According to some, Pop Art is dead and with anything dead, it is no good digging it up once a day to check if it has a pulse.
However, rather than smelling of decay, there is still a whiff of Campbell’s soup lingering on to this day; and that’s exactly why it might be worth digging Pop Art. In fact, it might be a little difficult to understand the contemporary art world if this popsy-flopsy stuff keeps escaping our attention.
The influence of the pop art movement should not be underestimated. It is the precursor to the much debated post-modernism, and it has revolutionised the way that galleries and auction houses see fast conceptual art as a commodity appreciating in value. Further, it has paved the way for generations of artist to follow. Take for instance YBA and The factory-made Kitsch art of Jeff Koons and the Superflat of Takashi Murakami. None of that good work may have succeeded without Pop art being a preamble to their own age.
Pop(ular) art emerged in the mid-1950s in the UK and in the late 1950s in the US. Though if you consider Jasper Johns a pioneer in Pop art — like we do (cf American Flag of 1954), then Pop art probably emerged independently on both sides of the atlantic simultaneously. In the Colonies (the US) the term is said to have been coined by Derek Alloway in 1958, and in the UK it is argued that John McHale invented the term in 1954. The attribution remains a little shaky and ironic when you realise that pop art is an import from Italy much the same way as Seattle Coffee culture is.
Indeed, the Italian artist Eduardo Paolozzi produced a Rich Man’s Plaything (1947), and increasingly art historians now see the work as the real standard bearer of “pop art”. What’s even more interesting is that the work displays the word “pop”. Paolozzi showed the collage in 1952 in a presentation in London that influenced a few artists. In Italy that special way to view art continued and became known as Arte Povera in the 60s with the key figures Boeti, Pistoletto and Paolini. In Britain at least, the first piece of pop art was a Richard Hamilton collage with the long-winded title ‘Just What is It That makes Today’s Homes So Different, So Appealing’.
Where Pop art really came from
Undoubtedly, much of the resultant art of the movement is now considered a continuum of Duchampian ready-mades and DaDa thinking from the first half of the century e.g. by the use of found objects and the notion that anything is art as long as either the artist or the viewer considers it art. But Pop art was different in the way it challenged traditions of fine art.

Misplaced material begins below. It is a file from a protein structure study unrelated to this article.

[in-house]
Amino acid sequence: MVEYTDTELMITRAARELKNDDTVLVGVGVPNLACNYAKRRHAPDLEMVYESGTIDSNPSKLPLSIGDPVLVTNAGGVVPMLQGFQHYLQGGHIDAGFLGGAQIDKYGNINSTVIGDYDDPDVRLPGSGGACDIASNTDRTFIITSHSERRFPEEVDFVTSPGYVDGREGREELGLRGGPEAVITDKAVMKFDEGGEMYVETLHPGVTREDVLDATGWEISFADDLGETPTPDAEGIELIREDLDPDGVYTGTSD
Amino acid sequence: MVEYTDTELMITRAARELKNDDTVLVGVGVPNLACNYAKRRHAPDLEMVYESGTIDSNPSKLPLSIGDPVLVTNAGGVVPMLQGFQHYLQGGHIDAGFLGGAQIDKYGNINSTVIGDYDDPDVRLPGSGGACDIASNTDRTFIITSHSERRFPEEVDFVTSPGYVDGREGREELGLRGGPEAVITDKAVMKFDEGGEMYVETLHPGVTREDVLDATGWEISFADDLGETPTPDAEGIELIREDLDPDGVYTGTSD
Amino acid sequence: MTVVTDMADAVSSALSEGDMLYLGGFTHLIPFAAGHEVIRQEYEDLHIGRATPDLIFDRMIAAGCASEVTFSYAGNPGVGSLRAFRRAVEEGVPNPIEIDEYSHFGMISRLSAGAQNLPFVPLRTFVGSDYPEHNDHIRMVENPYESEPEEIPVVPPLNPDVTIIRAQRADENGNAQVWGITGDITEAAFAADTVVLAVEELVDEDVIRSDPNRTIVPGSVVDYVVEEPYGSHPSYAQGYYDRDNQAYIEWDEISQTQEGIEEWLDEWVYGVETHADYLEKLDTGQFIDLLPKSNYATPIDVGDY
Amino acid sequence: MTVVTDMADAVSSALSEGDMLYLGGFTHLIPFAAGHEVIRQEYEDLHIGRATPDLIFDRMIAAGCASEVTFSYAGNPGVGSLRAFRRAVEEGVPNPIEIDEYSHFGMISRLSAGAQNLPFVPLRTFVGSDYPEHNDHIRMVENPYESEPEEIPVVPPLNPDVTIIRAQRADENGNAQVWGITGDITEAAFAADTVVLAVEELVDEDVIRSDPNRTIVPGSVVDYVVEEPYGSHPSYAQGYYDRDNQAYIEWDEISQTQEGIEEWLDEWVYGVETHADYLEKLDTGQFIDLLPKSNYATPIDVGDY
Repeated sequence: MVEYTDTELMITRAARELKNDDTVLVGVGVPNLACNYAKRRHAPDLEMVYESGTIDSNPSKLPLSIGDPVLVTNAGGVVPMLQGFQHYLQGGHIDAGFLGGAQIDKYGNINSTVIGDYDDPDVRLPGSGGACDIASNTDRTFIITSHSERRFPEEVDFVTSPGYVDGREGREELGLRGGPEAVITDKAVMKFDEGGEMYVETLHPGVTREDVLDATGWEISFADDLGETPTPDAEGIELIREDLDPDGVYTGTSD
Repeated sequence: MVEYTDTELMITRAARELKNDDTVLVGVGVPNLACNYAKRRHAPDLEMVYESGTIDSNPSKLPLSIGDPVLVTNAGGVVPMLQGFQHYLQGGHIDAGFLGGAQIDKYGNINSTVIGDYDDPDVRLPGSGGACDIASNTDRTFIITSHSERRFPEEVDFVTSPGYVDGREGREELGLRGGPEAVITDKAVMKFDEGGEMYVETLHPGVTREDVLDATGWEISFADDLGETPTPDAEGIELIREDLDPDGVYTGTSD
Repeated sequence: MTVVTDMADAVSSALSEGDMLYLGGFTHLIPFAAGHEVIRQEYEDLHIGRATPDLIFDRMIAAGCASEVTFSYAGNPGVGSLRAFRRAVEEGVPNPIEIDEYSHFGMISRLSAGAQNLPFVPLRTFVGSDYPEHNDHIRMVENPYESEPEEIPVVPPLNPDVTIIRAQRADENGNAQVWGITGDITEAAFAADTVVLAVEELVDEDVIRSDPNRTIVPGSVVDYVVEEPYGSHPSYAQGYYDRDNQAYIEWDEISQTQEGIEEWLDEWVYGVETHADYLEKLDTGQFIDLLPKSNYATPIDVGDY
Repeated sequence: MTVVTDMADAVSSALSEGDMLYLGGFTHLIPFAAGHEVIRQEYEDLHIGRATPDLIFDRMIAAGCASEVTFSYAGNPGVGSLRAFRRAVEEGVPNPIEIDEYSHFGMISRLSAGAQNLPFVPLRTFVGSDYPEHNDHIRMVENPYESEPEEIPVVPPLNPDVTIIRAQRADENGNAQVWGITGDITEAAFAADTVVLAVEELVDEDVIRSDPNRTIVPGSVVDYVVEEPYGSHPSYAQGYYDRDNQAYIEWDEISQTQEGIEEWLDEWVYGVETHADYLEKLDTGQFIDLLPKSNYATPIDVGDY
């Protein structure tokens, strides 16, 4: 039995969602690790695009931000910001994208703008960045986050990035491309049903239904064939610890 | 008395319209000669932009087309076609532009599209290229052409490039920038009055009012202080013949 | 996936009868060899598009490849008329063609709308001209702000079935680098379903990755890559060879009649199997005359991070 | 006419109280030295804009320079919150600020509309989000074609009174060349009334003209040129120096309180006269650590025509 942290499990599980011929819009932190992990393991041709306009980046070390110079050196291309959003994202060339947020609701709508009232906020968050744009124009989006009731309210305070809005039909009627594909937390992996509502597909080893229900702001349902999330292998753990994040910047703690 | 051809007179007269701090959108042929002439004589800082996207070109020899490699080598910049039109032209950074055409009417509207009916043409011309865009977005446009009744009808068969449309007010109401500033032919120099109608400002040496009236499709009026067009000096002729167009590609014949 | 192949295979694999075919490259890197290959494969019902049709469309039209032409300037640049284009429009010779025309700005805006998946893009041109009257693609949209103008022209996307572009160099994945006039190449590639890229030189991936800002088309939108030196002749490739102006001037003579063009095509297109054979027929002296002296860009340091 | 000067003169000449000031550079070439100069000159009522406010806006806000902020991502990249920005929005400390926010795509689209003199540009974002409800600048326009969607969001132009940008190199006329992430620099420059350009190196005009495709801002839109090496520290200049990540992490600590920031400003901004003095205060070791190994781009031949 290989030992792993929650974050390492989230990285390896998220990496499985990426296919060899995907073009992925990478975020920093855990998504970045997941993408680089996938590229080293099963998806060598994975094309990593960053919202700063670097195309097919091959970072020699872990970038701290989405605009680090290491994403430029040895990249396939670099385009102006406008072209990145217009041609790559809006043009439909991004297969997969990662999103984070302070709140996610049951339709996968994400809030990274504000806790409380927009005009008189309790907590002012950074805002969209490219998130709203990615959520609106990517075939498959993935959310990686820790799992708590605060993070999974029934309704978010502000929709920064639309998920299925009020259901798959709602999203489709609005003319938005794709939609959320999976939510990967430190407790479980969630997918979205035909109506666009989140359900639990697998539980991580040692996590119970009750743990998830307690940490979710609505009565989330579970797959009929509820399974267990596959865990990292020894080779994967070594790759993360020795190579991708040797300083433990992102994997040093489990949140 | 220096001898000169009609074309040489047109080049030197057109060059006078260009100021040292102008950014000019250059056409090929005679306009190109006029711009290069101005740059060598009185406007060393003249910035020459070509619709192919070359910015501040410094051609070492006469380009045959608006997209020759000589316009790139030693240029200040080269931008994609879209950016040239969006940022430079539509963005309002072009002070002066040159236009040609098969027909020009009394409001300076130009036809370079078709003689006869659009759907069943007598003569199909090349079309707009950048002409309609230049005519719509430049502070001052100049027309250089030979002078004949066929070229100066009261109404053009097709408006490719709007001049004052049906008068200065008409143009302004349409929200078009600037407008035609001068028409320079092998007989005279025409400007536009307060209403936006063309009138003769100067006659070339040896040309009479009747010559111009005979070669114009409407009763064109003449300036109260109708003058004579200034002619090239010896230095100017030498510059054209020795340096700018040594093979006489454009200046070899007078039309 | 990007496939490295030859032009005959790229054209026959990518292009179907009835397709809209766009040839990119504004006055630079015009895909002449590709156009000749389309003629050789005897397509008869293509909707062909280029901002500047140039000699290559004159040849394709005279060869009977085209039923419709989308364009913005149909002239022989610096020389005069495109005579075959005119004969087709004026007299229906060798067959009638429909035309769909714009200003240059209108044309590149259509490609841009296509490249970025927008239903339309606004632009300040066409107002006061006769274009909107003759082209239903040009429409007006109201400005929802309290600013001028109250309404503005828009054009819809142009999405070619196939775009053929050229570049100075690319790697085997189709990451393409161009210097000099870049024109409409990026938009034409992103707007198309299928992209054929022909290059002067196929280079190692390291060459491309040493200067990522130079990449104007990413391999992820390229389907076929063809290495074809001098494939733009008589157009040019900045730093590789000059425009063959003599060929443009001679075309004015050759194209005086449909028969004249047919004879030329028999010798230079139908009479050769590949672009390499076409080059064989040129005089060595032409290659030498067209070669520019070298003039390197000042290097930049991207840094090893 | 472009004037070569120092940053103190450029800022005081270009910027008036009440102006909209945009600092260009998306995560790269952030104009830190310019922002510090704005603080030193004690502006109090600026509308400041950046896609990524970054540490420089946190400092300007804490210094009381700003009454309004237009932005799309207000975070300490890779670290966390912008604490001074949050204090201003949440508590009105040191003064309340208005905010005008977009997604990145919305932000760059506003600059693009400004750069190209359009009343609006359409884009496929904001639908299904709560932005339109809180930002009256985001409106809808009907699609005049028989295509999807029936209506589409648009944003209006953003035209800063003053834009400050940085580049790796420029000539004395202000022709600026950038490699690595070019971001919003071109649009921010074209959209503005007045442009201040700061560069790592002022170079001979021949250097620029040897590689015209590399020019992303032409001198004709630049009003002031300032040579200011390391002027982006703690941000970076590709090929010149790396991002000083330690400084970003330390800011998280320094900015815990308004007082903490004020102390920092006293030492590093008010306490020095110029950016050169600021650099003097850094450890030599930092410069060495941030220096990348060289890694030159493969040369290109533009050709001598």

First of all it did not have much of a filter in that it embraced imagery from popular culture. For instance, Pop borrowed copious amounts of contemporary advertising, news and comics. It took in company logos and appropriated anything from the public domain into art. As pop art matured it also began to celebrate repetition as a means to an end in itself. Consider here, for instance Andy Warhol’s Brillo boxes, Elvises or Marilyns.
Secondly, material was sometimes removed from its known visual context and synthesised with unrelated imagery from mass-communication. In terms of works of art, Pop may then not be regarded as one cohesive art movement at all. Some would even argue that the concept of Pop art never referred as much to the art itself as to the thinking that led to it.
Inside or outside the pop art gold fish bowl
Pop art soon spread fast internationally amongst artist. As for the aforementioned origins of pop art in North America and Great Britain there is one big irony in their different developments.
Whereas both can be said to have held a mirror up to society in a non-elitist accessible way, they were at odds.
The Brits such as Hamilton looked at the over-powering invasion of American mass-culture with a sense of sarcasm and lampooned it with tongue-in-cheek parody.
The Americans, on the other hand were somewhat blind to the British perspective the same way that fish are blind to water. The American artists were already complete insiders of their own mass-culture and focussed instead on drawing attention to the impersonal and mundane reality of their commercial society e.g. by means of exaggerations and reductions.